Fed Rate Hike Timing Delayed After Weak GDP and Deflation

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The Federal Reserve just blinked in Wall Street’s newest game — that is the game of Rate Hike Chicken! After having moved from being patient to including the possibility of a June or summer rate hike, the new Fed statement looks like the Fed has just become data-driven, meaning we are now on meeting by meeting bias on how far out it will really be before the interest rate hikes will come.

24/7 Wall St. would like to remind readers about one key issue — Do not think for a second that the Commerce Department’s first quarter GDP reading with a tiny 0.2% gain, followed by anemic inflation to outright deflation, did not play a role in Janet Yellen and the rest of the Fed backing off the timing of when Fed Fund rate hikes would come. Another clue — the vote was 10-0.

If you read through the statement, as we did, all you have to really consider is the very first paragraph. The Federal Reserve lost its will to tighten, and weaker and weaker economic data is the cause. The Fed said,

Information received since the Federal Open Market Committee met in March suggests that economic growth slowed during the winter months, in part reflecting transitory factors. The pace of job gains moderated, and the unemployment rate remained steady. A range of labor market indicators suggests that underutilization of labor resources was little changed. Growth in household spending declined; households’ real incomes rose strongly, partly reflecting earlier declines in energy prices, and consumer sentiment remains high. Business fixed investment softened, the recovery in the housing sector remained slow, and exports declined. Inflation continued to run below the Committee’s longer-run objective, partly reflecting earlier declines in energy prices and decreasing prices of non-energy imports. Market-based measures of inflation compensation remain low; survey-based measures of longer-term inflation expectations have remained stable.

In short — we just can’t wean you off the no-rate climate yet. Here is where the future timing of rate hikes just went out the window:

In determining how long to maintain this target range, the Committee will assess progress–both realized and expected–toward its objectives of maximum employment and 2 percent inflation. This assessment will take into account a wide range of information, including measures of labor market conditions, indicators of inflation pressures and inflation expectations, and readings on financial and international developments. The Committee anticipates that it will be appropriate to raise the target range for the federal funds rate when it has seen further improvement in the labor market and is reasonably confident that inflation will move back to its 2 percent objective over the medium term.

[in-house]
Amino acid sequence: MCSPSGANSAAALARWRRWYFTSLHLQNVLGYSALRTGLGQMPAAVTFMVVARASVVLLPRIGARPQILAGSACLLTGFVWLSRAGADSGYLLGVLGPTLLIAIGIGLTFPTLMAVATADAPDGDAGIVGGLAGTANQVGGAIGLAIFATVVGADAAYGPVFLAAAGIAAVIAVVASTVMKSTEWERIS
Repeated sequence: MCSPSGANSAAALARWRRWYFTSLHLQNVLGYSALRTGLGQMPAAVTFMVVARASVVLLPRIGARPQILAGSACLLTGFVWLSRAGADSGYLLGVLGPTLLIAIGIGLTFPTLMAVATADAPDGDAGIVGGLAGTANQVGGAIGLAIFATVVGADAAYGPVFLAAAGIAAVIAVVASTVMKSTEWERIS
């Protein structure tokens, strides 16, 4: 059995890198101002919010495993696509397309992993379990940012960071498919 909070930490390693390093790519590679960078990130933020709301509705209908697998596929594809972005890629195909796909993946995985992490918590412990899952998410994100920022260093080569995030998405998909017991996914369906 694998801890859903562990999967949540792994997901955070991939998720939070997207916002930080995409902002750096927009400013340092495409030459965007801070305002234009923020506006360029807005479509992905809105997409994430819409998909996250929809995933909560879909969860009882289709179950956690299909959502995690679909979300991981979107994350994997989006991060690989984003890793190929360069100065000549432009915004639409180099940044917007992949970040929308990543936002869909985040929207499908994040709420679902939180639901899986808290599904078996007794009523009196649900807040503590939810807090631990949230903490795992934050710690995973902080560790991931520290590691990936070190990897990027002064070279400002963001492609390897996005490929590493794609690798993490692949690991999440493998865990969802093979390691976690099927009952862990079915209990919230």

The labor market has been getting better, with improvements slowing of late. As far as when inflation will rise again, well let’s just say that the Fed has a very hard time targeting gasoline and oil demand and prices.

Janet Yellen is also maintaining the policy of reinvesting principal payments from agency debt and agency mortgage-backed securities in agency mortgage-backed securities and of rolling over maturing Treasury securities at auction — which is to help maintain accommodative financial conditions. Again, no tightening comment change.

Now for the severity of just how high those rate hikes will go —

When the Committee decides to begin to remove policy accommodation, it will take a balanced approach consistent with its longer-run goals of maximum employment and inflation of 2 percent. The Committee currently anticipates that, even after employment and inflation are near mandate-consistent levels, economic conditions may, for some time, warrant keeping the target federal funds rate below levels the Committee views as normal in the longer run.

Interest rates might not be zero forever, but you could quite literally be in a low rate environment for years and years. Fed Funds Futures now show October as the first month with a 100% chance that Fed Funds will move up to a whole 0.25%. The same Fed Funds Futures do not show a 100% chance of a 1.00% Fed Funds Rate until December of 2016. That is only just a month after we find out who our next President of the United States will be.

That junk bond market bubble you keep hearing about from bond guys just might not be bursting yet. Ditto for the rest of the bubble that is the bond market.